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11 November 2010

Africa Update #3

The rains have shifted south. That is incredibly good news as this will allow the Sahel region to dry out, while at the same time bring moisture to areas in the south that should be receiving rainfall this time of year. The south has yet to make up all of its deficits, but the improvement is noticeable. Sadly this shift has yet to do anything to improve rainfall in east Africa, which has been parched thus far during the Short Rains. The Short Rains last from October to December.
The best weather news anywhere in the world right now is probably the end of the flooding rains in west Africa. Precipitation has become seasonable during the last week, and rivers have been able to drain down. Rainfall has moved completely out of the Sahel, as expected for this time of year. As of now, there have been no reports of large scale disease as a result of the flooding in Togo and Benin, however both Ghana and Nigeria are reporting cholera, diarrhea and dysentery. It will take months to clean up the mess left behind by the torrential rainfall in both the Guinea and the Sahel regions.

Rapid improvement reached into southern Africa with precipitation reaching the critical growing areas of South Africa, Zimbabwe and Namibia. Beneficial moisture also fell across Malawi, Mozambique and Zambia. With the exception of the Caprivi Strip, little to no rainfall was seen in northern Namibia and southern Angola. Much of the region is still facing season long deficits, however many areas of the south are now on an improvement trend. The wet season starts in October and lasts until May in the south, so there is still plenty of time to make up the deficits.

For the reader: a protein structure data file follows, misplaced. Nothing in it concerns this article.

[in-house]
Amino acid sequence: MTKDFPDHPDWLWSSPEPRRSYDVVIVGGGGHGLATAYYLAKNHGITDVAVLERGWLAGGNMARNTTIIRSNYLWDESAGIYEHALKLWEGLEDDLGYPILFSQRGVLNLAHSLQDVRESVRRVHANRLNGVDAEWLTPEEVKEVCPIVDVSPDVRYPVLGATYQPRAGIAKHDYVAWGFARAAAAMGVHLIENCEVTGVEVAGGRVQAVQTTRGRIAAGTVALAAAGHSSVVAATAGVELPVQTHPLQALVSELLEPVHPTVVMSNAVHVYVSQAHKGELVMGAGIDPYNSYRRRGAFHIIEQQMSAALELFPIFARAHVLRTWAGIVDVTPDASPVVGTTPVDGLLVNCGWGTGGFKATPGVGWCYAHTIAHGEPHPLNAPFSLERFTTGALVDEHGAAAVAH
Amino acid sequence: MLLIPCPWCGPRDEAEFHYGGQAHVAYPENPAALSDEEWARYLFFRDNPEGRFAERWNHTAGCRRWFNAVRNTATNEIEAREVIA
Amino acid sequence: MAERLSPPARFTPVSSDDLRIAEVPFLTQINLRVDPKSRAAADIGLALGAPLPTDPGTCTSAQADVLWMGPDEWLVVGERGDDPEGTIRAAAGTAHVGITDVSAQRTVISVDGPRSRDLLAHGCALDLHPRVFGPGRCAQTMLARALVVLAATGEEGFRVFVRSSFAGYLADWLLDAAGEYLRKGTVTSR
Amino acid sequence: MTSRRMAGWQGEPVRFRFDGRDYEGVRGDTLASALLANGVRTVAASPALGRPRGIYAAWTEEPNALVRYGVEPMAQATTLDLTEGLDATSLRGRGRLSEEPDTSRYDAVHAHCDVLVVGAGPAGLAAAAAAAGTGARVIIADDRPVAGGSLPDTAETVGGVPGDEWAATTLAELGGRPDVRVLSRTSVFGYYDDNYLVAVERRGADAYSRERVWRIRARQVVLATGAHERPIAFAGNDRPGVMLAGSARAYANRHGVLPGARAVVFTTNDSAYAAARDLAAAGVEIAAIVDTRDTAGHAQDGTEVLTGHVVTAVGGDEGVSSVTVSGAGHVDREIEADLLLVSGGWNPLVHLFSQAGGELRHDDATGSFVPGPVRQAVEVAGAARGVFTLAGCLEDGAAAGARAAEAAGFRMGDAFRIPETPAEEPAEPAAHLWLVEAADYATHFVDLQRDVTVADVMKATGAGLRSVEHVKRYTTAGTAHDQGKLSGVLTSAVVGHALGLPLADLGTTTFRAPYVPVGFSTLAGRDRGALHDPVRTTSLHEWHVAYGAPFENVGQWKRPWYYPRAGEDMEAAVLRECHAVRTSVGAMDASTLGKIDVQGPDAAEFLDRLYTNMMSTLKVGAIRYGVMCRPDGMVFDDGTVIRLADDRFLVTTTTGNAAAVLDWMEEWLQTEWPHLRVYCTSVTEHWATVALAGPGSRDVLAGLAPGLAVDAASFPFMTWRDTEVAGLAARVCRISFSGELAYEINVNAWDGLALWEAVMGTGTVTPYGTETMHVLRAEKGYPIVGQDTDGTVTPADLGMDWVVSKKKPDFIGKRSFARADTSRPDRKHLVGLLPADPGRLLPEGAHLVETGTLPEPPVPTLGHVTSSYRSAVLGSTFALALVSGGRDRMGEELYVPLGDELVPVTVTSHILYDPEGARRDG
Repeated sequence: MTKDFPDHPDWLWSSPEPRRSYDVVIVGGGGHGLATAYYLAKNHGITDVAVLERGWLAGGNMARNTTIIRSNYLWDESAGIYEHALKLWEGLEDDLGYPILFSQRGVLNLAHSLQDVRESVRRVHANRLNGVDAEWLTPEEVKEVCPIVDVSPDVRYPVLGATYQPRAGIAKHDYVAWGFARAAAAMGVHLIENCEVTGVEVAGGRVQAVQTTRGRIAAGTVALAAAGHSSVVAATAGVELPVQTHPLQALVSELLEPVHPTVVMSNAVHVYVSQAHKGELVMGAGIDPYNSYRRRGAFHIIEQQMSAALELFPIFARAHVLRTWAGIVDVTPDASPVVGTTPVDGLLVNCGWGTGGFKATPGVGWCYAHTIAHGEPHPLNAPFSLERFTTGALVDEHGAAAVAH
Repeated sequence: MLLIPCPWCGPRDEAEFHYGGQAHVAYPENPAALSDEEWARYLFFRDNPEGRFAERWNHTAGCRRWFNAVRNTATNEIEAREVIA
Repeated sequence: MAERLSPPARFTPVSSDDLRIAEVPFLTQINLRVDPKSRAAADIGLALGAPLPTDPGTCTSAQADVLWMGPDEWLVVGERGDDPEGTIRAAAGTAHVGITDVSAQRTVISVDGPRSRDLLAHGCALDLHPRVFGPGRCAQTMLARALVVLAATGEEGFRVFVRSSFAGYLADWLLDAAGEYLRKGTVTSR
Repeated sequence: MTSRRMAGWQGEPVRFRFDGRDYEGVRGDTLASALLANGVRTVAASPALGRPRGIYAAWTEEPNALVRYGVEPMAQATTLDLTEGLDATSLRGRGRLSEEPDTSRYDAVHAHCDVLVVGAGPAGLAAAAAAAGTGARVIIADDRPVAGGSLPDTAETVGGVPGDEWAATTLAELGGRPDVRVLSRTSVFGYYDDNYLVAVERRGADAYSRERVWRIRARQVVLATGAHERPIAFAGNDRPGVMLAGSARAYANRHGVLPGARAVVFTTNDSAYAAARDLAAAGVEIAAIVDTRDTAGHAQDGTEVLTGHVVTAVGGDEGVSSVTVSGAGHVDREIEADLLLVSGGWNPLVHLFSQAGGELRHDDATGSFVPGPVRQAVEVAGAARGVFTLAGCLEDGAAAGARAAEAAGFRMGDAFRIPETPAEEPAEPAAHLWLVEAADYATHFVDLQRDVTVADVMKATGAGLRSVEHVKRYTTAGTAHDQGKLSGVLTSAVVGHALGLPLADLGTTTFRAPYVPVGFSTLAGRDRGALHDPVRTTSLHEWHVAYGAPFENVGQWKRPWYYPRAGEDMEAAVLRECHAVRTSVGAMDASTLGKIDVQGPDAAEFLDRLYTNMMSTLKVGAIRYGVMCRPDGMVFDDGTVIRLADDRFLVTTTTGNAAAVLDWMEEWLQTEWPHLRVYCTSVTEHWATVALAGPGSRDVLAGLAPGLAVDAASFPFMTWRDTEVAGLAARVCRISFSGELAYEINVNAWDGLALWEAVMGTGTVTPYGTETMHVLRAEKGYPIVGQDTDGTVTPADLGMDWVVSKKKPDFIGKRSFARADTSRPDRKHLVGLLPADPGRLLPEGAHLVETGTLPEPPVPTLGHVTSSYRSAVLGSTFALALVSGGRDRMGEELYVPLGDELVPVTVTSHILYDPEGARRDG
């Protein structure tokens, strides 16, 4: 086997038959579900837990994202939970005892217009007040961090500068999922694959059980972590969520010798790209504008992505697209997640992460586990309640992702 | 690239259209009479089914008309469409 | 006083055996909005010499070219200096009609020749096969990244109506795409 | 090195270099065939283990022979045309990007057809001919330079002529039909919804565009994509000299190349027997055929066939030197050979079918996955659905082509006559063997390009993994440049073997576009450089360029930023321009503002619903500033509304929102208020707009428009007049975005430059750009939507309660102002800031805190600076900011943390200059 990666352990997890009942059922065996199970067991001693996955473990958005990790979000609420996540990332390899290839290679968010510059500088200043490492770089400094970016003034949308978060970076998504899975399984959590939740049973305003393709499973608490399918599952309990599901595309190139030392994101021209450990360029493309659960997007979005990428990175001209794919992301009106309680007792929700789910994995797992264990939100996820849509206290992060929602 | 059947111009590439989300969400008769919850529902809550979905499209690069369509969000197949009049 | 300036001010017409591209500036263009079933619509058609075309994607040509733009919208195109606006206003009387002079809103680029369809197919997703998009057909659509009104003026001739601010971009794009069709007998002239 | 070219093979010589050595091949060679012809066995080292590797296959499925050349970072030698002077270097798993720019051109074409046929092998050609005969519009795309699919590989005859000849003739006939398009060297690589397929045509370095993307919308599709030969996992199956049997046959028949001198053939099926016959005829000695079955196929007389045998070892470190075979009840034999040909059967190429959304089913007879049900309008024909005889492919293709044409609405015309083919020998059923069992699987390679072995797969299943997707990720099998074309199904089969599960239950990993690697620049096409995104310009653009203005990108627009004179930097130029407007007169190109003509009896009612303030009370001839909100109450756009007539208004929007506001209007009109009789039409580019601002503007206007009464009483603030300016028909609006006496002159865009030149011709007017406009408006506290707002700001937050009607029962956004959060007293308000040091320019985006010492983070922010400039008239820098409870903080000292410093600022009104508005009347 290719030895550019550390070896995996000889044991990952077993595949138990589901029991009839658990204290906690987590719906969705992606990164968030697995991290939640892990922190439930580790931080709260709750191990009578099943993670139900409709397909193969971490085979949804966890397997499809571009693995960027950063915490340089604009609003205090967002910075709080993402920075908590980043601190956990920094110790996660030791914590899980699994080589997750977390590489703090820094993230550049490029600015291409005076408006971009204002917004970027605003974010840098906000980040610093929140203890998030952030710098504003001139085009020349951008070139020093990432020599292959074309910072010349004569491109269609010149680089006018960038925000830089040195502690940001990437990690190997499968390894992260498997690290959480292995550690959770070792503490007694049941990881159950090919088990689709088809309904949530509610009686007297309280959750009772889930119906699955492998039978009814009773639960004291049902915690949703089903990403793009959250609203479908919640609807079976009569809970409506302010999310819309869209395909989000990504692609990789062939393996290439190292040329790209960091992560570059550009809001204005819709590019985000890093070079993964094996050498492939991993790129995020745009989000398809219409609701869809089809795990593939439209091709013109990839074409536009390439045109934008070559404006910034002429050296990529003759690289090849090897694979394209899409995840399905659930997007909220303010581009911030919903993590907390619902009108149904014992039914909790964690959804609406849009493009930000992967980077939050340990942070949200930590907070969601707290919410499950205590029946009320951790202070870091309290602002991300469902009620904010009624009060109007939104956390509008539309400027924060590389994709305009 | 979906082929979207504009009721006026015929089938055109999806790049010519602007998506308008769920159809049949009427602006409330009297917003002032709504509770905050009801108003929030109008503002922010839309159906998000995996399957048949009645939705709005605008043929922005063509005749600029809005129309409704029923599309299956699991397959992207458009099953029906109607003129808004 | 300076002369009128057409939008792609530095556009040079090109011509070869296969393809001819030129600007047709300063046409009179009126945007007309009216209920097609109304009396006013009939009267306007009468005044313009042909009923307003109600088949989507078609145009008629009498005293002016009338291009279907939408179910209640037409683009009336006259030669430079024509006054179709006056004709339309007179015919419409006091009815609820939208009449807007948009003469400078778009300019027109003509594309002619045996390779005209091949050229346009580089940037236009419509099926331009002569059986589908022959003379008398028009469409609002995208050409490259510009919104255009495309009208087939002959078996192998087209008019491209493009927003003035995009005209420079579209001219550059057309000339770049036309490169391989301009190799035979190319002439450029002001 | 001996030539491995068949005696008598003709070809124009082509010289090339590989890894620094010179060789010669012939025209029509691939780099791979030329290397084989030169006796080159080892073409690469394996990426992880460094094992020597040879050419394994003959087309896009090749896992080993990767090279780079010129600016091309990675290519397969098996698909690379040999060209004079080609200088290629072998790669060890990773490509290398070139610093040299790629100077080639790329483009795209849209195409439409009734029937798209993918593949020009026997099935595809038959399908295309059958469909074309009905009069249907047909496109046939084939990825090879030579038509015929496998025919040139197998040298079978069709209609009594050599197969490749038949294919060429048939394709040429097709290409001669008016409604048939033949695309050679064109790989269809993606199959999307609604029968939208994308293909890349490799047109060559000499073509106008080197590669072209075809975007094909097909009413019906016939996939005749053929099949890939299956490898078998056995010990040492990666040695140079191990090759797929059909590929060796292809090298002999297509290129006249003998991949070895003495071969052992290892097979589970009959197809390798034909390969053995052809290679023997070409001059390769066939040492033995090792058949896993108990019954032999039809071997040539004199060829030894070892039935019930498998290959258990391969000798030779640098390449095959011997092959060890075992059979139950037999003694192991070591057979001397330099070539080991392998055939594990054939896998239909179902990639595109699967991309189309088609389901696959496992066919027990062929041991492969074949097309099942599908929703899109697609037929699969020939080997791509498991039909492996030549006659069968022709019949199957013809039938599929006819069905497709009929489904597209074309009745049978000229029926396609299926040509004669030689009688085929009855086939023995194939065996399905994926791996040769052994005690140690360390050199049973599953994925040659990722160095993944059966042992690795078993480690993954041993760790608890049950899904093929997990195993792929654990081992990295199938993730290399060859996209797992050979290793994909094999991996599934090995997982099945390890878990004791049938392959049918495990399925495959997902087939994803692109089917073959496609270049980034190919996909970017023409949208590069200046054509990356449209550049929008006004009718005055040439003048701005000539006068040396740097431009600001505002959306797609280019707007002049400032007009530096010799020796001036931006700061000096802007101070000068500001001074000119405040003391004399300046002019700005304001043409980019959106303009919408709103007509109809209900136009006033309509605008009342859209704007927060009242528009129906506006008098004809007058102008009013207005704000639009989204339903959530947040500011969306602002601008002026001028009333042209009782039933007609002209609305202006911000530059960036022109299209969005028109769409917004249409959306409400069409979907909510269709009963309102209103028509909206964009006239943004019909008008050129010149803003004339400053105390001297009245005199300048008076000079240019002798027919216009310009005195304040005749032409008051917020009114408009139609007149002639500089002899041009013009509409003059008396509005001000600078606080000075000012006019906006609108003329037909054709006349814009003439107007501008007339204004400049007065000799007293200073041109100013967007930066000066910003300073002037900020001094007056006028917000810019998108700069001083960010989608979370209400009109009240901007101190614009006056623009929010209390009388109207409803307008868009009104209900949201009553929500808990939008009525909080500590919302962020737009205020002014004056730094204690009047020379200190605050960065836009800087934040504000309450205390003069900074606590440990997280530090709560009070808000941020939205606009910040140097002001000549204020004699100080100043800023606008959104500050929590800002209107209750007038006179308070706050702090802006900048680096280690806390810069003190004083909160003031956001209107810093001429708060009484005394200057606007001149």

Ethiopia, Somalia and Kenya have barely received any rainfall during the October to December wet season. This reverses a trend of unusually wet rainy seasons that have been observed across the region during the last year. There is no relief in sight and little hope for any revival of the season. Tanzania, Uganda and far southern Sudan have also been affected, although not quite as severely as Ethiopia, Somalia and Kenya. The cause of the poor rainfall remains the cold water off the coast, coupled with warm water near Indonesia. Until this arrangement breaks down, it is unlikely that significant rainfall will move into the region.

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